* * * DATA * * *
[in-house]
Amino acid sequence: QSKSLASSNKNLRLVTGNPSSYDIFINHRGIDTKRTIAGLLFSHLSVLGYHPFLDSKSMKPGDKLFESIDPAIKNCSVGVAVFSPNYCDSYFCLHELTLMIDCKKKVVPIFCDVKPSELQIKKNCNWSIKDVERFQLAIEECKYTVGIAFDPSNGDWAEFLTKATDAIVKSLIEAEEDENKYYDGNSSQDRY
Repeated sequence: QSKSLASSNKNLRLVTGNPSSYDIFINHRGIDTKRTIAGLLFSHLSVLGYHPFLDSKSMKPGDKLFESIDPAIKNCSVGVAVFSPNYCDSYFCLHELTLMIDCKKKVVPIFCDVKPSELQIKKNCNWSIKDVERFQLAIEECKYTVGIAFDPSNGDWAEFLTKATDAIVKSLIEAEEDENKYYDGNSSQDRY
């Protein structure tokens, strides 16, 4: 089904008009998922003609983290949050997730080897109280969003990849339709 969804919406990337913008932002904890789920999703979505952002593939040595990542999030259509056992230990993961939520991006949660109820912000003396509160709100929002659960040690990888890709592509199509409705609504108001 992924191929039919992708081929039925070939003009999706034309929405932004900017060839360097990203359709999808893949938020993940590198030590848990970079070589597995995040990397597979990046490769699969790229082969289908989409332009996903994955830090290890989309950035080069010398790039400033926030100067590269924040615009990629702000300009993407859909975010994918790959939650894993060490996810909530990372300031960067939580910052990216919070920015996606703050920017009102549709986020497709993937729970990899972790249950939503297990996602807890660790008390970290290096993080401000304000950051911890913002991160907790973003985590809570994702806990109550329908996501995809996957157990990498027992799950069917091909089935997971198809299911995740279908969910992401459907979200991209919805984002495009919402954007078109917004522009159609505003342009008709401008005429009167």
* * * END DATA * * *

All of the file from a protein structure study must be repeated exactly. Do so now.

[in-house]
Amino acid sequence: QSKSLASSNKNLRLVTGNPSSYDIFINHRGIDTKRTIAGLLFSHLSVLGYHPFLDSKSMKPGDKLFESIDPAIKNCSVGVAVFSPNYCDSYFCLHELTLMIDCKKKVVPIFCDVKPSELQIKKNCNWSIKDVERFQLAIEECKYTVGIAFDPSNGDWAEFLTKATDAIVKSLIEAEEDENKYYDGNSSQDRY
Repeated sequence: QSKSLASSNKNLRLVTGNPSSYDIFINHRGIDTKRTIAGLLFSHLSVLGYHPFLDSKSMKPGDKLFESIDPAIKNCSVGVAVFSPNYCDSYFCLHELTLMIDCKKKVVPIFCDVKPSELQIKKNCNWSIKDVERFQLAIEECKYTVGIAFDPSNGDWAEFLTKATDAIVKSLIEAEEDENKYYDGNSSQDRY
């Protein structure tokens, strides 16, 4: 089904008009998922003609983290949050997730080897109280969003990849339709 969804919406990337913008932002904890789920999703979505952002593939040595990542999030259509056992230990993961939520991006949660109820912000003396509160709100929002659960040690990888890709592509199509409705609504108001 992924191929039919992708081929039925070939003009999706034309929405932004900017060839360097990203359709999808893949938020993940590198030590848990970079070589597995995040990397597979990046490769699969790229082969289908989409332009996903994955830090290890989309950035080069010398790039400033926030100067590269924040615009990629702000300009993407859909975010994918790959939650894993060490996810909530990372300031960067939580910052990216919070920015996606703050920017009102549709986020497709993937729970990899972790249950939503297990996602807890660790008390970290290096993080401000304000950051911890913002991160907790973003985590809570994702806990109550329908996501995809996957157990990498027992799950069917091909089935997971198809299911995740279908969910992401459907979200991209919805984002495009919402954007078109917004522009159609505003342009008709401008005429009167």